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dc.contributor.authorWalker, R. W.
dc.contributor.authorWhitehouse, S. L.
dc.contributor.authorHowell, J. R.
dc.contributor.authorHubble, M. J. W.
dc.contributor.authorTimperley, A. J.
dc.contributor.authorWilson, M. J.
dc.contributor.authorKassam, A. M.
dc.date.accessioned2022-04-21T09:41:51Z
dc.date.available2022-04-21T09:41:51Z
dc.date.issued2022-03-01
dc.identifier.citationBone Jt Open. 2022 Mar;3(3):196-204. doi: 10.1302/2633-1462.33.BJO-2021-0204.R1.
dc.identifier.pmid35253478
dc.identifier.doi10.1302/2633-1462.33.Bjo-2021-0204.R1
dc.identifier.urihttps://rde.dspace-express.com/handle/11287/622469
dc.description.abstractAIMS: The aim of this study was to assess medium-term improvements following total hip arthroplasty (THA), and to evaluate what effect different preoperative Oxford Hip Score (OHS) thresholds for treatment may have on patients' access to THA and outcomes. METHODS: Patients undergoing primary THA at our institution with an OHS both preoperatively and at least four years postoperatively were included. Rationing thresholds were explored to identify possible deprivation of OHS improvement. RESULTS: Overall, 2,341 patients were included. Mean OHS was 19.7 (SD 8.2) preoperatively and 39.7 (SD 9.8) at latest follow-up. An improvement of at least eight-points, the minimally important change (MIC), was seen in 2,072 patients (88.5%). The mean improvement was 20.0 points (SD 10.5). If a rationing threshold of OHS of 20 points had been enforced, 90.8% of those treated would have achieved the MIC, but only 54.3% of our cohort would have had access to surgery; increasing this threshold to 32 would have enabled 89.5% of those treated to achieve the MIC while only depriving 6.5% of our cohort. The 'rationed' group of OHS > 20 had significantly better OHS at latest follow-up (42.6 vs 37.3; p < 0.001), while extending the rationing threshold above 32 showed postoperative scores were more significantly affected by the ceiling effect of the OHS. CONCLUSION: The OHS was not designed as a tool to ration healthcare, but if it had been used at our institution for this cohort, applying an OHS threshold of 20 to routine THA access would have excluded nearly half of patients from having a THA; a group in which over 85% had a significant improvement in OHS. Where its use for rationing is deemed necessary, use of a higher threshold may be more appropriate to ensure a better balance between patient access to treatment and chances of achieving good to excellent outcomes. Cite this article: Bone Jt Open 2022;3(3):196-204.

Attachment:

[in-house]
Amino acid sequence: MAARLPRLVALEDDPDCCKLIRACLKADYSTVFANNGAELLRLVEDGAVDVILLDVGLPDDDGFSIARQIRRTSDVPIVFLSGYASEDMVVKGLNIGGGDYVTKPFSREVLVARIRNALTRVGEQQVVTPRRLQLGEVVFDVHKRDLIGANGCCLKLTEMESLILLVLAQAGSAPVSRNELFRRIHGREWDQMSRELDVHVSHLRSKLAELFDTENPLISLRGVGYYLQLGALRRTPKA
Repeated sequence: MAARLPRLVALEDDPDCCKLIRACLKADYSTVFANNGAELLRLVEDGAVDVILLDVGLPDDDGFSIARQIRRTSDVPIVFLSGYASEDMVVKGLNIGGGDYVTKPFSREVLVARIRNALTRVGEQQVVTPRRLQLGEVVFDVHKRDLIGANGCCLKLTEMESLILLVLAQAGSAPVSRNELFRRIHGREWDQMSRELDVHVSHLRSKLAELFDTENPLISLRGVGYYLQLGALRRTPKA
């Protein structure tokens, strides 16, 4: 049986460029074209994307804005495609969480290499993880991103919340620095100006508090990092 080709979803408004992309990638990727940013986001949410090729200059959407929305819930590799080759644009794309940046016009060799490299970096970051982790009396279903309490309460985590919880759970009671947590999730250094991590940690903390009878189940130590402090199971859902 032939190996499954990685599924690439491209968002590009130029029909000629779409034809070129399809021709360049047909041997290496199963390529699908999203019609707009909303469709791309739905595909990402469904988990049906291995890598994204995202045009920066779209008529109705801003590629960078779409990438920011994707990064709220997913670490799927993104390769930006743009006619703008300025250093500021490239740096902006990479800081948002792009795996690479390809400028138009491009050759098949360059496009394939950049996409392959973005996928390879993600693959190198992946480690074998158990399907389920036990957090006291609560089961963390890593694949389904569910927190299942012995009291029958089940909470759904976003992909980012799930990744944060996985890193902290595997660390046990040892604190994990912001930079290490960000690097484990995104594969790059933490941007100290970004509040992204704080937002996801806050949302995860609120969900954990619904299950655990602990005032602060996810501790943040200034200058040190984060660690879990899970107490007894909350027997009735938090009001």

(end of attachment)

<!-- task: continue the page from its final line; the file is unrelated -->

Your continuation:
dc.language.isoeng
dc.publisherBritish Editorial Society of Bone and Joint Surgery
dc.relation.urlhttps://online.boneandjoint.org.uk/doi/10.1302/2633-1462.33.BJO-2021-0204.R1?url_ver=Z39.88-2003&rfr_id=ori:rid:crossref.org&rfr_dat=cr_pub%20%200pubmed
dc.rights© 2022 Author(s) et al
dc.rights.urihttp://creativecommons.org/publicdomain/zero/1.0/
dc.subjectCOVID-19 pandemic
dc.subjectOxford Hip Score
dc.subjectOxford Hip Score (OHS)
dc.subjectTotal hip arthroplasty (THA)
dc.subjectarthroplasty
dc.subjectarthroplasty surgery
dc.subjecthip
dc.subjecthips
dc.subjectknee arthroplasty
dc.subjectoutcomes
dc.subjectpatient-reported outcome measures (PROMs)
dc.subjectprimary THAs
dc.subjectrationing
dc.subjectrevision surgery
dc.subjectstandard deviation
dc.subjectthreshold
dc.titleIs rationing of total hip arthroplasty justified? Working to optimize patient accessibility to surgery using long-term patient-reported outcome data
dc.typeJournal Article
dc.identifier.journalBone & joint open
dc.description.noteThe article is available via Open Access. Click on the 'Additional link' above to access the full-text.
dc.type.versionppublish
dc.description.admin-notePublished version
dc.date.epub2022-03-08
dc.citation.volume3
dc.citation.issue3
dc.citation.spage196-204


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